Putnam Plastics Corporation, a leader in advanced extrusion for minimally invasive medical devices, reports increased interest in integrated catheter components made by medical device companies. These components leverage continuous manufacturing to combine sub-component processes, eliminate assembly steps and reduce manual labor, thus allowing device companies to reduce overall costs.

Researchers Find Potential Link Between Gum Disease and Alzheimer’s

October 4, 2013 10:13 am | by UF Health | News | Comments

Oral bacteria from poor dental hygiene have been linked to brain tissue degeneration, according to new evidence from an international team of researchers, including one at the University of Florida College of Dentistry. UF’s Lakshmyya Kesavalu, B.V.Sc., M.Sc., S.C.C., an associate professor in the College of Dentistry department of periodontology...

Photos of the Day: Patient Monitoring via Google Glass

October 3, 2013 2:18 pm | by Philips | News | Comments

Royal Philips and Accenture today announced the creation of a proof-of-concept demonstration that uses a Google Glass head-mounted display for researching ways to improve the effectiveness and efficiency of performing surgical procedures. The demonstration connects Google Glass to Philips IntelliVue Solutions...

First Proof of Concept for Delivering Vital Patient Data via Google Glass

October 3, 2013 2:08 pm | by Philips | News | Comments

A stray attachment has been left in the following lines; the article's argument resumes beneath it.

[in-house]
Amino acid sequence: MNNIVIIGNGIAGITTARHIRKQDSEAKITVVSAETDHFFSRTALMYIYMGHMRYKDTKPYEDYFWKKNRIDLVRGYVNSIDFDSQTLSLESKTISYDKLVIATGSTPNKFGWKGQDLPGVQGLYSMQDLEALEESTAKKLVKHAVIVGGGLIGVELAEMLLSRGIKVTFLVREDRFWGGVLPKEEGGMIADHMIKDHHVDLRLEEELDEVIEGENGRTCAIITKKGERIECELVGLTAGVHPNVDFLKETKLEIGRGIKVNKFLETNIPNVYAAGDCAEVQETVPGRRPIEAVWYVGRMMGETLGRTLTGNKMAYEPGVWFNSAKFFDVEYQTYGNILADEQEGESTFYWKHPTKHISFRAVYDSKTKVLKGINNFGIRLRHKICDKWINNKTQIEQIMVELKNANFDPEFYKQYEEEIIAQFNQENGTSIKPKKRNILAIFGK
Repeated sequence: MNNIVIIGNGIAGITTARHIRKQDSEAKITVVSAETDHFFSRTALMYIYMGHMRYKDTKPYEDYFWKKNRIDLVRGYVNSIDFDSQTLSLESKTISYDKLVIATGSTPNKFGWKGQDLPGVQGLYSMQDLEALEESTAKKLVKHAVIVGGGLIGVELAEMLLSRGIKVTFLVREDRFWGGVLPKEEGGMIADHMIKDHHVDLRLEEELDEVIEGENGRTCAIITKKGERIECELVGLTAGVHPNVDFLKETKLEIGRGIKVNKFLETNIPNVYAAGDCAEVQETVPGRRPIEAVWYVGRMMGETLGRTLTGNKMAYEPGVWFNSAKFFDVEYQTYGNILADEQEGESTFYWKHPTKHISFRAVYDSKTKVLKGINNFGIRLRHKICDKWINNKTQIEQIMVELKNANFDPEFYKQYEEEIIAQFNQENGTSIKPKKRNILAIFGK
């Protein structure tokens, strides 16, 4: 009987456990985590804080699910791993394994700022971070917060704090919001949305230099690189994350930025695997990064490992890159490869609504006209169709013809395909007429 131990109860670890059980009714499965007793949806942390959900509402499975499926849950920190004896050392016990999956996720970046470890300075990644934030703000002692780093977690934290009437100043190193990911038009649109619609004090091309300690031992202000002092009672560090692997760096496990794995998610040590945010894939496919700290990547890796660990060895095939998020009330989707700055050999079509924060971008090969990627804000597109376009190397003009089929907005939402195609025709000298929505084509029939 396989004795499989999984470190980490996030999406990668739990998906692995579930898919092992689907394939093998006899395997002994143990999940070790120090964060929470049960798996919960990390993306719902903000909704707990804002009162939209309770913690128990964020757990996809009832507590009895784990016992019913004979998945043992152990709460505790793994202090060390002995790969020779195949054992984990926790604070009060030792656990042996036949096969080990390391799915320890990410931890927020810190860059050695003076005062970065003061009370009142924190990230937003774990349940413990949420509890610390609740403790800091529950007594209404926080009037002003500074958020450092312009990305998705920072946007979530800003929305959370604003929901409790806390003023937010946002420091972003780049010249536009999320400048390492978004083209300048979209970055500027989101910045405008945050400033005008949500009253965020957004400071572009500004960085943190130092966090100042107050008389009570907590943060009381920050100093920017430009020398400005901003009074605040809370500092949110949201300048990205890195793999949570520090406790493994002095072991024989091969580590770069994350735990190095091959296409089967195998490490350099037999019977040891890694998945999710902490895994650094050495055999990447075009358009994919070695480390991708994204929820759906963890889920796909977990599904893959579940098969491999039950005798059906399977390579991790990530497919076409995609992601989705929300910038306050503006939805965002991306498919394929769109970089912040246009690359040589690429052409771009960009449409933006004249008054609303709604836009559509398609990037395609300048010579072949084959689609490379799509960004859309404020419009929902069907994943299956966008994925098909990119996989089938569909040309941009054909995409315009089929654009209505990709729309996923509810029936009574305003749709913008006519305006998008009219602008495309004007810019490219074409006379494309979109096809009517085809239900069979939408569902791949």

Royal Philips and Accenture today announced the creation of a proof-of-concept demonstration that uses a Google Glass™ head-mounted display for researching ways to improve the effectiveness and efficiency of performing surgical procedures. The demonstration connects Google Glass to Philips IntelliVue Solutions...

Decoding Sound's Source: Researchers Unravel Part of the Mystery

October 2, 2013 5:11 pm | by Massachusetts Eye and Ear Infirmary | News | Comments

As Baby Boomers age, many experience difficulty in hearing and understanding conversations in noisy environments such as restaurants. People who are hearing-impaired and who wear hearing aids or cochlear implants are even more severely impacted.

Researchers Find Early Success in New Treatment for Stroke Recovery

October 2, 2013 5:08 pm | by The University of Texas at Dallas | News | Comments

Researchers at The University of Texas at Dallas have taken a step toward developing a new treatment to aid the recovery of limb function after strokes. In a study published online in the journal Neurobiology of Disease, researchers report the full recovery of forelimb strength in animals receiving vagus nerve stimulation.

FDA Grants Prestigious Award to Pediatric Medical Device Consortium Led by Children’s Hospital Los Angeles